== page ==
Ask the Experts

Q: Should We Update My Child’s IEP for Online Learning Hurdles?

Schooling as we know it has changed with online learning. Should your child’s IEP accommodations follow suit? Perhaps – but consider other possibilities as well.

Illustration of a parent and child using a laptop

Q: “Do you recommend getting IEP goals changed while we are learning online? I’m a working parent and I would like to go over my child’s work in the evening before they turn it in, so I’m thinking we should request extra time to do that. I am getting push back from some teachers when I request extensions, so I’m thinking we need to formally update the IEP.”


I’ve been inundated with questions like this since the pandemic hit as we all continue to navigate distance or virtual learning. If your child’s learning environment or situation has changed, their IEP accommodations need to change as well. So my short answer is… yes!

Here is the longer answer: As the parent, you are in charge now. You know what is best for your child; what’s working and what’s not. You have a front-row seat to what supports and scaffolding are needed. So you get to set the priorities and the agenda. And those should be clearly communicated to not only her teachers but to her guidance counselor and the head of special education who oversees her IEP.

However, I do have a few questions. If your child needs you to check their work every evening – whether you are a working parent or not – my antenna goes up.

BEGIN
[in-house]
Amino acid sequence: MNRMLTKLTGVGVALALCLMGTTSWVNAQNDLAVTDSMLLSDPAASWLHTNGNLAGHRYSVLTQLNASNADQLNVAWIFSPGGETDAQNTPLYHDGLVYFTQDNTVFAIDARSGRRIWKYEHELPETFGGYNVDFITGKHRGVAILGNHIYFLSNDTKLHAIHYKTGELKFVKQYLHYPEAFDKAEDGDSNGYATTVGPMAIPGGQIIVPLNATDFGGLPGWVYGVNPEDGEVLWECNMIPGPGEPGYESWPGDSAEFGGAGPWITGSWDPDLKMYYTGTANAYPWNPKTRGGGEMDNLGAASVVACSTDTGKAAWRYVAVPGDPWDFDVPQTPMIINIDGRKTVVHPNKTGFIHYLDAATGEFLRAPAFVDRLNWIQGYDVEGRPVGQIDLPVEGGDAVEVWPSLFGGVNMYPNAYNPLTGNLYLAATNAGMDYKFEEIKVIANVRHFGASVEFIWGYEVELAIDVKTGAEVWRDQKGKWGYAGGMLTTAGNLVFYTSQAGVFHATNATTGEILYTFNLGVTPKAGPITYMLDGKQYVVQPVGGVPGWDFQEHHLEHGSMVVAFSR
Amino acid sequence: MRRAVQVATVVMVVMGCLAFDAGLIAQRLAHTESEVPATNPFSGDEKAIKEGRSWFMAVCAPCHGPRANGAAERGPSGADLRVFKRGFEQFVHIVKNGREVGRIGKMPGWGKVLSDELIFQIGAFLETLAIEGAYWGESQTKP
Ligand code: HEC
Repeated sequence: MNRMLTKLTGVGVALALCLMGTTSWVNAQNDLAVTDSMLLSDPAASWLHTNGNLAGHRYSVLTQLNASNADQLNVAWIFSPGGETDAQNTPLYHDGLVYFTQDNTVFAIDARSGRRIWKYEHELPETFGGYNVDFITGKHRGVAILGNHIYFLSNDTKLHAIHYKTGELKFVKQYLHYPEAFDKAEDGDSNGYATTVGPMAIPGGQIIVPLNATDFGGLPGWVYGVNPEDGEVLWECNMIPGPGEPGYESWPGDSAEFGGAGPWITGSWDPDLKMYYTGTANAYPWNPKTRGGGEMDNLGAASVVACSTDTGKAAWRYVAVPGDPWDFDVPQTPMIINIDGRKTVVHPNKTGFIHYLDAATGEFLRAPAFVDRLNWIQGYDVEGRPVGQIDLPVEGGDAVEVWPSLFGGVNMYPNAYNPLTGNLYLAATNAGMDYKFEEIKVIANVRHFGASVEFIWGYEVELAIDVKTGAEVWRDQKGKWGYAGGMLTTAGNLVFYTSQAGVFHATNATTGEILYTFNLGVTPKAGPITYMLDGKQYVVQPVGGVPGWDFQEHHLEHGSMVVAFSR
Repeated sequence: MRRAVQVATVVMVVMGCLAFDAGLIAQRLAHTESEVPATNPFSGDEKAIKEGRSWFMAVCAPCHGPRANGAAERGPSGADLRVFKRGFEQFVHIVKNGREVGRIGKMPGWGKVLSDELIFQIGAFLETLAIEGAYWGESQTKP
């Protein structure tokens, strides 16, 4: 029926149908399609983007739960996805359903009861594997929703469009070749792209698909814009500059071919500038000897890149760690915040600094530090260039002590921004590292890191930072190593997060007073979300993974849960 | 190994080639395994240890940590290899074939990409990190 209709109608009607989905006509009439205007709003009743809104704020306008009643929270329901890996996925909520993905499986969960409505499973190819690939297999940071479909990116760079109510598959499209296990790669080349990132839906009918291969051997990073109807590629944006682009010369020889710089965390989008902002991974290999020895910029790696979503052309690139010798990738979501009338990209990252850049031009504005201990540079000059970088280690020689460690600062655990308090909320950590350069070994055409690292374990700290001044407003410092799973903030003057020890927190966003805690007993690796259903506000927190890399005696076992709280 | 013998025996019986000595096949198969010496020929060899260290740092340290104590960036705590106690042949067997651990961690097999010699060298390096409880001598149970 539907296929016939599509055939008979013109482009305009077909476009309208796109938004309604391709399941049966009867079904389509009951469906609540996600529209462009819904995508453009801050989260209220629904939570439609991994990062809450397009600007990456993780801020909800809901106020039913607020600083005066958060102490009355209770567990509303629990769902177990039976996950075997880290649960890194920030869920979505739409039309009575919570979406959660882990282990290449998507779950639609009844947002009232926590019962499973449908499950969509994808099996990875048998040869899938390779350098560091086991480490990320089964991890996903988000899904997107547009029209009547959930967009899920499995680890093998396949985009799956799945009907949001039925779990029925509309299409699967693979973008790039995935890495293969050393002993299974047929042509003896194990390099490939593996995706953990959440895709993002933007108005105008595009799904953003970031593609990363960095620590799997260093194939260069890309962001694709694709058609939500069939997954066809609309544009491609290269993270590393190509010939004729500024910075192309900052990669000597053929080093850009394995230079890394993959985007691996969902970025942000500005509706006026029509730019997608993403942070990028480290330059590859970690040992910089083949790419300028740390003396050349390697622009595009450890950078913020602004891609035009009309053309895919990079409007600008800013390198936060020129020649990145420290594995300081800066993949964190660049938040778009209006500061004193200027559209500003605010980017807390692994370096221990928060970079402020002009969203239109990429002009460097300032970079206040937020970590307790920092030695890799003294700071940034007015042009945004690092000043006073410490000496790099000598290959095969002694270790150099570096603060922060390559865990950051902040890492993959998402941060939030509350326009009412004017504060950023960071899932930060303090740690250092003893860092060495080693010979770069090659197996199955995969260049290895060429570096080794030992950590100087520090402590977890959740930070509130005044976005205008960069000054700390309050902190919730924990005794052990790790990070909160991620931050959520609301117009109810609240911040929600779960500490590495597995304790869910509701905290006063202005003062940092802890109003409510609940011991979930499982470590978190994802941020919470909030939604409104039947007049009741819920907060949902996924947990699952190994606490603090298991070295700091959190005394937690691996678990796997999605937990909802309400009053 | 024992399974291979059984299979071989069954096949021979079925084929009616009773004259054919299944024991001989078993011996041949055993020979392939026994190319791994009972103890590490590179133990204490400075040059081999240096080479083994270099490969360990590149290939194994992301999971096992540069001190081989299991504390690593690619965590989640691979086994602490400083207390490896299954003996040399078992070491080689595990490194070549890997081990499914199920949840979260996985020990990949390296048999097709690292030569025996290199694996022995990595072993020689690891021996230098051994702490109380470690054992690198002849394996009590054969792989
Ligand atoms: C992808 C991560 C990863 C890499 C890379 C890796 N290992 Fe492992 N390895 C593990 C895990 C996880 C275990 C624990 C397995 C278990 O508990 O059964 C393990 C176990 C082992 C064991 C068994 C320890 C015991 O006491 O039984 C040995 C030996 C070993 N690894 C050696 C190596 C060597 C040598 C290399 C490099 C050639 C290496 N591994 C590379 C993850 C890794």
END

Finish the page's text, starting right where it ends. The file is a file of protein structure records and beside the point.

Were you checking her work every night during in-person learning? Were there specific accommodations (one-on-one help, special resource room, etc.) in place prior to distance learning that are now missing? If so, why or how didn’t those translate to the home learning environment?

What I’m trying to get at is this: Checking your child’s work every night might be a bandage covering up a greater issue. A closer look at her IEP goals and accommodations as a whole may be warranted.

Request a virtual meeting with everyone on your child’s “team” so you can communicate to them the struggles you are seeing at home and brainstorm with them some effective solutions and strategies that support your child during the school day. And if you would like to read up on some useful and specific accommodations for distance learning, please check out this ADDitude Magazine article from my colleague Carly Goldrich-Wolf.

Good Luck!

Accommodations for Online Learning: Next Steps


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